This chart actually rings quite true for experienced professionals in the industrial community. In your experience, how familiar are the following conditions?
- The new plant has been “tossed over the fence” to the operations and maintenance organizations from the capital construction people.
- The operations and maintenance people were not given the opportunity to contribute to the design or equipment selections.
- The plant is being commissioned later than scheduled because of construction delays, and now the company is pressuring operations to make up the lost time.
- The project came in over budget and at the end of the construction phase, options to facilitate maintenance and reliability (e.g., instrument packages) were sacrificed in favor of saved time and cost.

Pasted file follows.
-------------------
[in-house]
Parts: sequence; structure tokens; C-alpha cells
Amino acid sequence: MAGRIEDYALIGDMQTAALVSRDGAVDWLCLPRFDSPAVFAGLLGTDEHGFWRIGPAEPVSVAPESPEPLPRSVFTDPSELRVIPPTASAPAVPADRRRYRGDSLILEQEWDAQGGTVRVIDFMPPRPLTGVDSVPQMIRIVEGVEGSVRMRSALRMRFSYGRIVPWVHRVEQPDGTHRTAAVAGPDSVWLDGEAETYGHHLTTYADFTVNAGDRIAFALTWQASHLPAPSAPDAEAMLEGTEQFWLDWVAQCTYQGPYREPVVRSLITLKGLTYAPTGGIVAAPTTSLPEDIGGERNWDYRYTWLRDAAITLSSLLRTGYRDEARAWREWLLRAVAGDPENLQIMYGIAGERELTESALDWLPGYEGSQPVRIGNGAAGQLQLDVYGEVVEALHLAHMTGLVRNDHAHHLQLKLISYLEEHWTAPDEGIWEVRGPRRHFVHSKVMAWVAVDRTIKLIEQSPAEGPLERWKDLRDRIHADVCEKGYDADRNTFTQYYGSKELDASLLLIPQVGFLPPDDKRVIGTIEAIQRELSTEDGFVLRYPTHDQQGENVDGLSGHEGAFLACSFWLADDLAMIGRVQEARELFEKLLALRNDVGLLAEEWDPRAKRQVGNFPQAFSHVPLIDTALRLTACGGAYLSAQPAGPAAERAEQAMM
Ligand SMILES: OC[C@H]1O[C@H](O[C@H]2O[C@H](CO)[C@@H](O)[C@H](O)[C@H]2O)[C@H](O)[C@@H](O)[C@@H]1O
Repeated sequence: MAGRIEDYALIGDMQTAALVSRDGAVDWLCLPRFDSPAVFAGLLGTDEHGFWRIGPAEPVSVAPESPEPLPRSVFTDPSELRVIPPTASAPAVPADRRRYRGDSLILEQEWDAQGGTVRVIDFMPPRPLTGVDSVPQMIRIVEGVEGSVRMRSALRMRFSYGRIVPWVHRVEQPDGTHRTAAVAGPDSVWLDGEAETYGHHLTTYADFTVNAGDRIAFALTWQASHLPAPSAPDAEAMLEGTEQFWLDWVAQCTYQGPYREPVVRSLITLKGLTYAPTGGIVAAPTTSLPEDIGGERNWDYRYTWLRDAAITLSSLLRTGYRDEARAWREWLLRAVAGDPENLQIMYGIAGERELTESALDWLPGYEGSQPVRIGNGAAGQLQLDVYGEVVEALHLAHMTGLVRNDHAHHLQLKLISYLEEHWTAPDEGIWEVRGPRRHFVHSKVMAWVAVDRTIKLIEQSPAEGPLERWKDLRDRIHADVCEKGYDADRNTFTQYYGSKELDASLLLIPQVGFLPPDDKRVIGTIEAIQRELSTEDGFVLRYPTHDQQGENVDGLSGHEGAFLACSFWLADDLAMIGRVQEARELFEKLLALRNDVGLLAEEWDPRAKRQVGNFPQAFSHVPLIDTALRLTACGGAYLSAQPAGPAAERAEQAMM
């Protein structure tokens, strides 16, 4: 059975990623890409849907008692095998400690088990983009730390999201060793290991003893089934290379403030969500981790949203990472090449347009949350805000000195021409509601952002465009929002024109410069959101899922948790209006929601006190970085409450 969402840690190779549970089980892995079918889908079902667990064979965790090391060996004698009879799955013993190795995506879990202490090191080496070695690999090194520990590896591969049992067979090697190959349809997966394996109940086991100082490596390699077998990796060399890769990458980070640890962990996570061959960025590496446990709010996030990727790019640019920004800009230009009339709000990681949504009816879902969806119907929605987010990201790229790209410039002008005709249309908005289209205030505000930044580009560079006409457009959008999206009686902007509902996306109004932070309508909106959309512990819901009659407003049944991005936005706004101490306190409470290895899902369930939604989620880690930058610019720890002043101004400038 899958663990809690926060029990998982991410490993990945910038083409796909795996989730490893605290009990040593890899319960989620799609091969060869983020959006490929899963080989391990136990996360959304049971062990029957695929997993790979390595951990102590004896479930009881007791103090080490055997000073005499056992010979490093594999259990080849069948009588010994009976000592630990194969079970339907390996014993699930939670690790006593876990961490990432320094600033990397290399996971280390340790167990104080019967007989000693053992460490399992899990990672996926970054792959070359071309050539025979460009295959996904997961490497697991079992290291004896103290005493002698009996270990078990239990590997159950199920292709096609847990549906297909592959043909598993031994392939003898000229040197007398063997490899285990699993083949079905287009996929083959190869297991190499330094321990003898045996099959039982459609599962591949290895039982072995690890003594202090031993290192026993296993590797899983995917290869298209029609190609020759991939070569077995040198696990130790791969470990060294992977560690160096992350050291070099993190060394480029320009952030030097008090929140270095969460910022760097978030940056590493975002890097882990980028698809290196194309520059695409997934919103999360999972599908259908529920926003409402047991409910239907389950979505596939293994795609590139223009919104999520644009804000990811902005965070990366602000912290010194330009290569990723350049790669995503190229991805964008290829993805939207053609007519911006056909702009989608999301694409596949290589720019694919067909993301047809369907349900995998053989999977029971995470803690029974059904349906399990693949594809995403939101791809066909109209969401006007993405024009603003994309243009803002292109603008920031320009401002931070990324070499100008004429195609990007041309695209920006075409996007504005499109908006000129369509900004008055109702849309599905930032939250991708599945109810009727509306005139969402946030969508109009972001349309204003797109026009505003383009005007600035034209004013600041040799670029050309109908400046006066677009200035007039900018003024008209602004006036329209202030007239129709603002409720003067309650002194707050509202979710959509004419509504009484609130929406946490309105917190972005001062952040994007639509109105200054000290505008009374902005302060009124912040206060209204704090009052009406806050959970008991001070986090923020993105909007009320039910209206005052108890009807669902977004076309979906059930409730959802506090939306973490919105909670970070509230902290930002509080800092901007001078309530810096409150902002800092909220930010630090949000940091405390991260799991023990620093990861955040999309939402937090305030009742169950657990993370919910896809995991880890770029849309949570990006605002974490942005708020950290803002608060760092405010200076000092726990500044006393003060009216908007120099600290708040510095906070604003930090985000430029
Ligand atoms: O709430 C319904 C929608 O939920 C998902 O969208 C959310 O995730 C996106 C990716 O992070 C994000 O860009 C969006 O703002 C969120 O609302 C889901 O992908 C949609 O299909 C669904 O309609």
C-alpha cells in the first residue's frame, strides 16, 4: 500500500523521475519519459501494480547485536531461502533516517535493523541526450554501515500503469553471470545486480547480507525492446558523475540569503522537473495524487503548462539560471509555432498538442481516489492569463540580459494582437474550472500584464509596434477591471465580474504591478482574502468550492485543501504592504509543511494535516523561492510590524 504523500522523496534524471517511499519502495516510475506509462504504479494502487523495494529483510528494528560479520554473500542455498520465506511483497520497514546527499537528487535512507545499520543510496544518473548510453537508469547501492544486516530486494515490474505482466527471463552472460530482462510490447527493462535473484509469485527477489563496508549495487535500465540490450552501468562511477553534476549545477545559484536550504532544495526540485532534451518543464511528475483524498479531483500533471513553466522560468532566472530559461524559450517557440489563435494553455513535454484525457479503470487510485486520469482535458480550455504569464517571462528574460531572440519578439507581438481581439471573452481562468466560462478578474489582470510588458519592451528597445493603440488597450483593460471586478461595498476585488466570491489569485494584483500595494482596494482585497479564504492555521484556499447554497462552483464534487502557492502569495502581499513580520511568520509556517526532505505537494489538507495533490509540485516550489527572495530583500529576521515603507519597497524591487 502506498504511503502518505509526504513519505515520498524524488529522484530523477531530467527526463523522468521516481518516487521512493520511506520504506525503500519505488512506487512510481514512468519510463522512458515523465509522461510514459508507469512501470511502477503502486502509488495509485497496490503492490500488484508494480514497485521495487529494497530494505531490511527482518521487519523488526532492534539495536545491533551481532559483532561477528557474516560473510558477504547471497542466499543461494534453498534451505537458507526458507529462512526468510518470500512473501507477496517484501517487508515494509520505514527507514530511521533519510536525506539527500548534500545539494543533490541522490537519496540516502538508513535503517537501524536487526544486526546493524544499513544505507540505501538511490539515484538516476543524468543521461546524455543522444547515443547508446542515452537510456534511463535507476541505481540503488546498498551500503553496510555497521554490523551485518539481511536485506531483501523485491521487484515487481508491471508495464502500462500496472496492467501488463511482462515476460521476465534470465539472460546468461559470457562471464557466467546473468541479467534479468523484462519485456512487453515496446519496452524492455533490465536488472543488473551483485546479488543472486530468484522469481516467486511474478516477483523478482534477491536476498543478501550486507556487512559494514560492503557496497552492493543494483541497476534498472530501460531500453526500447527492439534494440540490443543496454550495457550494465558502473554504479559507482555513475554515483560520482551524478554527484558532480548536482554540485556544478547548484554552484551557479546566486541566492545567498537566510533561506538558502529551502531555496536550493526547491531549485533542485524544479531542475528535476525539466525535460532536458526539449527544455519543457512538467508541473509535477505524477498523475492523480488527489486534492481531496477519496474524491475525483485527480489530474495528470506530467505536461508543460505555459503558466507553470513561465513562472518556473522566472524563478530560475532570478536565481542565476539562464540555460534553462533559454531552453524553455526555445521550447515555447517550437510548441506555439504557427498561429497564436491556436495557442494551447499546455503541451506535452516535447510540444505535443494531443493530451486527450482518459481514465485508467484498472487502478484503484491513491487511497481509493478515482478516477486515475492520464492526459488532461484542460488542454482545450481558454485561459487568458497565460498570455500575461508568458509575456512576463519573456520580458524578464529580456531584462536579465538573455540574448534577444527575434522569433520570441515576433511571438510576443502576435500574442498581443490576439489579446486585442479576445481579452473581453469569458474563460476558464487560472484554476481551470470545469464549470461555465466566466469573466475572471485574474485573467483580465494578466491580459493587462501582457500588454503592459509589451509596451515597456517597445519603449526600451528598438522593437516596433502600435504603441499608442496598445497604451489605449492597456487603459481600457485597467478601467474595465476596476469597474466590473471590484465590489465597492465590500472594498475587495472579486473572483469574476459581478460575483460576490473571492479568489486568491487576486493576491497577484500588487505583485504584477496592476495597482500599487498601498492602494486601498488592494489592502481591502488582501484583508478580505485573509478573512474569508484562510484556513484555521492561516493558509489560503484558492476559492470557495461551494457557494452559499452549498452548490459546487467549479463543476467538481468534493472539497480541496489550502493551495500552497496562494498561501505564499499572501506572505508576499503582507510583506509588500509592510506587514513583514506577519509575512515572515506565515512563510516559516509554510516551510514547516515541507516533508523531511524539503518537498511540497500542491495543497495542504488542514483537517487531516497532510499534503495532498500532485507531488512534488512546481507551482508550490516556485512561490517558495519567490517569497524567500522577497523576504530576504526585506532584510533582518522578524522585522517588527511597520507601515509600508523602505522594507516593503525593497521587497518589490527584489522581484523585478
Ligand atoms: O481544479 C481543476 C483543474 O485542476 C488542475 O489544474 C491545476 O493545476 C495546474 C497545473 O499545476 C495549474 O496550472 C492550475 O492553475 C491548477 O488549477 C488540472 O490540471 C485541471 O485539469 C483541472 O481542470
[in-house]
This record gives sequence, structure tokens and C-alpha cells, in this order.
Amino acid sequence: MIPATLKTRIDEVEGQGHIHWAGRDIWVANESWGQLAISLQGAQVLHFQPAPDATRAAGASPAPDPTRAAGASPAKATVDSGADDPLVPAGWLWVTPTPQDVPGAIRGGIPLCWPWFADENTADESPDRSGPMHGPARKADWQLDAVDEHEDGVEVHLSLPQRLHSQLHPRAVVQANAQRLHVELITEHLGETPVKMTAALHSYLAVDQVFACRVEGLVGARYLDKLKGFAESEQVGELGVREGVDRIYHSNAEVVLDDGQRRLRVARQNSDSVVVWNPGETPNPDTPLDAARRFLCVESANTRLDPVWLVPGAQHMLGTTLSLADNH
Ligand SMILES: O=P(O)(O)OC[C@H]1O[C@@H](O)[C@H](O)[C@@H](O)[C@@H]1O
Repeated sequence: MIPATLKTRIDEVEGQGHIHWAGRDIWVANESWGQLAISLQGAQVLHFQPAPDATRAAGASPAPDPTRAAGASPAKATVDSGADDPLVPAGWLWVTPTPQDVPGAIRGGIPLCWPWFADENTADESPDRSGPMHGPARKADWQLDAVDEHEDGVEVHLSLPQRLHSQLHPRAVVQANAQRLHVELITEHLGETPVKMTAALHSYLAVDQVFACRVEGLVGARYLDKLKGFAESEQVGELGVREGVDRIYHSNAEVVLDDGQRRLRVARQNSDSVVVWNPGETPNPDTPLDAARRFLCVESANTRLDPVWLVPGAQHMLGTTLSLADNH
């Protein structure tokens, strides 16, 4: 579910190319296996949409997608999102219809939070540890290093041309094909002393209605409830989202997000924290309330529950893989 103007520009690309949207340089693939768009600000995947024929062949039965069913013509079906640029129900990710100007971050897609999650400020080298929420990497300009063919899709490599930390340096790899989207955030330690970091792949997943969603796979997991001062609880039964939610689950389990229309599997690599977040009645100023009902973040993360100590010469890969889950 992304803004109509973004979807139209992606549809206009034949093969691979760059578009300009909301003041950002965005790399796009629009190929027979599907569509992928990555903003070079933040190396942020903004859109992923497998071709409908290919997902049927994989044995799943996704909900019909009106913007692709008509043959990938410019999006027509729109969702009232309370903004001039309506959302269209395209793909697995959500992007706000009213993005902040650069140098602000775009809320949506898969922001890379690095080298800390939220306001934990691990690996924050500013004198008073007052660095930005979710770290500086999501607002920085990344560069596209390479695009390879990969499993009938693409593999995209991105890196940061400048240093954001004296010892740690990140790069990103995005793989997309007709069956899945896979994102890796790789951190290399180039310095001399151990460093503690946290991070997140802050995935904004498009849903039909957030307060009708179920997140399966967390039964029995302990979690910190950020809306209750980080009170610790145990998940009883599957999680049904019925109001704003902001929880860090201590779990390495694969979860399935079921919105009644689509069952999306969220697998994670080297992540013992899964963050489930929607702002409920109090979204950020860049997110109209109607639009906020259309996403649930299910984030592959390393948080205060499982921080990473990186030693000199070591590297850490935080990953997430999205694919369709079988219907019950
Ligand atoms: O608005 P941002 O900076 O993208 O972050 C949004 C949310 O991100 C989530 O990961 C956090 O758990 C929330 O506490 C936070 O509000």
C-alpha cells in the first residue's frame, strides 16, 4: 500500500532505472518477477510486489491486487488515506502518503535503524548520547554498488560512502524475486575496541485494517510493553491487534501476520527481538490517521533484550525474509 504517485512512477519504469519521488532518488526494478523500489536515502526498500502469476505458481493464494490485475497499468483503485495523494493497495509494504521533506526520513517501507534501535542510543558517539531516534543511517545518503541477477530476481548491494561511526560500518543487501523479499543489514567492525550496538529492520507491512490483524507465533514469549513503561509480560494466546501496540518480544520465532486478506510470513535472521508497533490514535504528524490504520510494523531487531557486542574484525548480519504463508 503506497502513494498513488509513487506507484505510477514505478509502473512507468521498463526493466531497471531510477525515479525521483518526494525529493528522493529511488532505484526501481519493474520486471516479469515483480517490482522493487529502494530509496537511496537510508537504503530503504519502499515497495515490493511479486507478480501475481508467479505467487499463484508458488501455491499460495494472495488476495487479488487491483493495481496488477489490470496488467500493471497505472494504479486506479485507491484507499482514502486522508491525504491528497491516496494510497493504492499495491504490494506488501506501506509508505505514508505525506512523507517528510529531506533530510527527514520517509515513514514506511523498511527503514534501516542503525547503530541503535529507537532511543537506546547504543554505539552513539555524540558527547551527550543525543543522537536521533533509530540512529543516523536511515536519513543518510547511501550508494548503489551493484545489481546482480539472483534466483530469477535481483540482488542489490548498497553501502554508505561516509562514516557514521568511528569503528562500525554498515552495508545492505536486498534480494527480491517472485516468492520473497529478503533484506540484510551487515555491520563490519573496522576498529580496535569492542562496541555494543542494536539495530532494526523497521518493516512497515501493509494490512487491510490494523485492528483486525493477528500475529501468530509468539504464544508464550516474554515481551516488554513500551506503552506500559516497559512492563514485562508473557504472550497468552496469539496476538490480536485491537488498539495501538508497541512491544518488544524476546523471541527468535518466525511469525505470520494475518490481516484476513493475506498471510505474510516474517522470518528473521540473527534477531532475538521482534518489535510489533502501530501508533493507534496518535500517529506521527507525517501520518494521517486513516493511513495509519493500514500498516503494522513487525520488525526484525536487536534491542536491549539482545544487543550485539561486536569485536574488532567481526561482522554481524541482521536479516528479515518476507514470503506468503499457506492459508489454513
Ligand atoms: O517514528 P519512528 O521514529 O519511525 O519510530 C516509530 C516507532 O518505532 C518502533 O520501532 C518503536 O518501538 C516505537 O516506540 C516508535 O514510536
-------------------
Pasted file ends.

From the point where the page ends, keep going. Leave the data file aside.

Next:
- Voluminous operations and maintenance documentation is delivered coincident with commissioning in the disparate formats that the engineering and procurement contractor firm, construction contractors and equipment suppliers elected to use (usually inconsistent and not readily transferable into the enterprise asset management (EAM) system).
- Some of the equipment selections were based on the value of lowest initial cost and not on the basis of total lifecycle cost or reliability/maintainability.
- No consideration was given to make and model of already installed assets, resulting in no standardization, a need for overstocking of spare parts, and a requirement for operations and maintenance to become familiar with every brand and model under the sun.